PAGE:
How does decriminalizing marijuana affect drug screenings?

Movement towards decriminalizing, but in many cases not fully legalizing, cannabis took the country by storm in 2020. In these cases, marijuana remains illegal, but possession of small amounts is not prosecuted. So, what does this mean for drug screenings in an instant background check?

America saw a green wave sweep the country, with voters in three states – Arizona, Montana, and New Jersey – approving recreational marijuana and Mississippi voters supporting medical marijuana. Voters in South Dakota advanced laws that legalize both medical and recreational marijuana. While this adds to a confusing patchwork of legislation for employers, none of these new laws impact drug testing.

Even Utah’s medical marijuana law was amended to clarify that private employers are not required to accommodate the use of medical marijuana, are permitted to conduct drug screening for marijuana, and allows employers to implement zero-tolerance policies against marijuana use at the workplace or while on the job. 

In states where Marijuana is still illegal, it’s the most common charge drug charge. For Retail and Financial Services, 82.3% of positive drug test results were for marijuana, followed by Staffing at 81.4%, Transportation at 73.4% and Healthcare at 59.9%.

However, screening for other drug offenses is still a requirement in many industries. Drug offense rates affect retail the most, according to the First Advantage’s Vertical Trends & Insights fourth report, focused on the retail, transportation, staffing, healthcare, and financial services.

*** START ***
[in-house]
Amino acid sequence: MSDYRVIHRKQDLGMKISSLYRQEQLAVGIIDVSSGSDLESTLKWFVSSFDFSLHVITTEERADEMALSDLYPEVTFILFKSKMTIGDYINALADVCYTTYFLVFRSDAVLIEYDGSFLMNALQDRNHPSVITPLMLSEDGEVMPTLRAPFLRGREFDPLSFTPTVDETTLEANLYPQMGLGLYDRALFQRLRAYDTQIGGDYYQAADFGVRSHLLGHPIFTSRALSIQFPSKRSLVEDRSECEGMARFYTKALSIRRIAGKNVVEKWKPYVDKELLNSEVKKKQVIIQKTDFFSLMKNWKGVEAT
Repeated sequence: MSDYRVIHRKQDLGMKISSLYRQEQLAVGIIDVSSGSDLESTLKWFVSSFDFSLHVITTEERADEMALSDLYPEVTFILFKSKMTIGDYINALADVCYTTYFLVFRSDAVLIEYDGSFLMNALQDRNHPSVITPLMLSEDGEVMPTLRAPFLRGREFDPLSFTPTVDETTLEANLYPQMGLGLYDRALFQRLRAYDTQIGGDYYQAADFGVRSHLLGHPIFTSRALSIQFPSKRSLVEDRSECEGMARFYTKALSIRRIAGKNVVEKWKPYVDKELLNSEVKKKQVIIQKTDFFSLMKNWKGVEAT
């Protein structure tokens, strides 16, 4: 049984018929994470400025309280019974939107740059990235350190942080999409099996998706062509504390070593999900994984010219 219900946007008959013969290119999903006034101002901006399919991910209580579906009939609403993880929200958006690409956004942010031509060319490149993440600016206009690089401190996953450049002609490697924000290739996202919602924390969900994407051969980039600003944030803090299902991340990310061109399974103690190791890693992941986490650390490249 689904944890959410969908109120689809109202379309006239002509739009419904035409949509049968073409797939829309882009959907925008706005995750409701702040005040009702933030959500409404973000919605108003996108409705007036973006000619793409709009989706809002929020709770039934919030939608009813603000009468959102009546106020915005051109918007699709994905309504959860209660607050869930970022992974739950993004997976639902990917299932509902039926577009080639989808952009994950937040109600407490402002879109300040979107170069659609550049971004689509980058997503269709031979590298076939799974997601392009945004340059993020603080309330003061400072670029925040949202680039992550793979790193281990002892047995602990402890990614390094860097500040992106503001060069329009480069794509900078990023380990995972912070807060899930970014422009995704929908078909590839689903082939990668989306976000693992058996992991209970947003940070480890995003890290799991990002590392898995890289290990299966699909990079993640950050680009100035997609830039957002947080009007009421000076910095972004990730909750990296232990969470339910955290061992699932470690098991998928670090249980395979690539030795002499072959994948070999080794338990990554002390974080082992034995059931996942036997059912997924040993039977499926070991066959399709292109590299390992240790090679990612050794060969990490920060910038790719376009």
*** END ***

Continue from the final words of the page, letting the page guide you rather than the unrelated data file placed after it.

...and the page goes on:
Amphetamines come in second for all other industries except Transportation. Cocaine came in second for that industry and tied with amphetamines for Staffing. Interestingly, Healthcare had the highest positivity rates of all other industries for amphetamines (11.9%), cocaine (9.6%) and opiates (7.1%).

Unfortunately, the Report also revealed several significant gaps in background screening for temporary workers. This is a huge miss as drug abusers are 3.6 X more likely to be involved in a workplace accident and 5 X more likely to file a worker’s compensation claim. Jeopardizing the safety of other volunteers and coworkers. 

In fact, only 48% of survey respondents that use contingent workers said that they conduct background checks on the workers. That means that more than half of contingent workers are hired without screening for criminal drug charges. This poses a significant risk to many employers. Use FedCheck to have the power of an instant background check at your fingertips.

It should be up to your discrepancy on what types of drug charges you want to screen for. Solutions like FedCheck can easily, and instantly, filter through the types of drug offenses you care about. Whether it’s marijuana possession or selling prescription drugs, you have the power to choose what to screen for. 

As we saw in 2020, marijuana reform and accommodation will undoubtedly continue to progress, causing drug screening to take a shift. More than half of all states have adopted a form of law that protects certain marijuana users, contrary to federal law.  Absent federal decriminalization and eventual legalization, states will continue to legislate at the will of their people.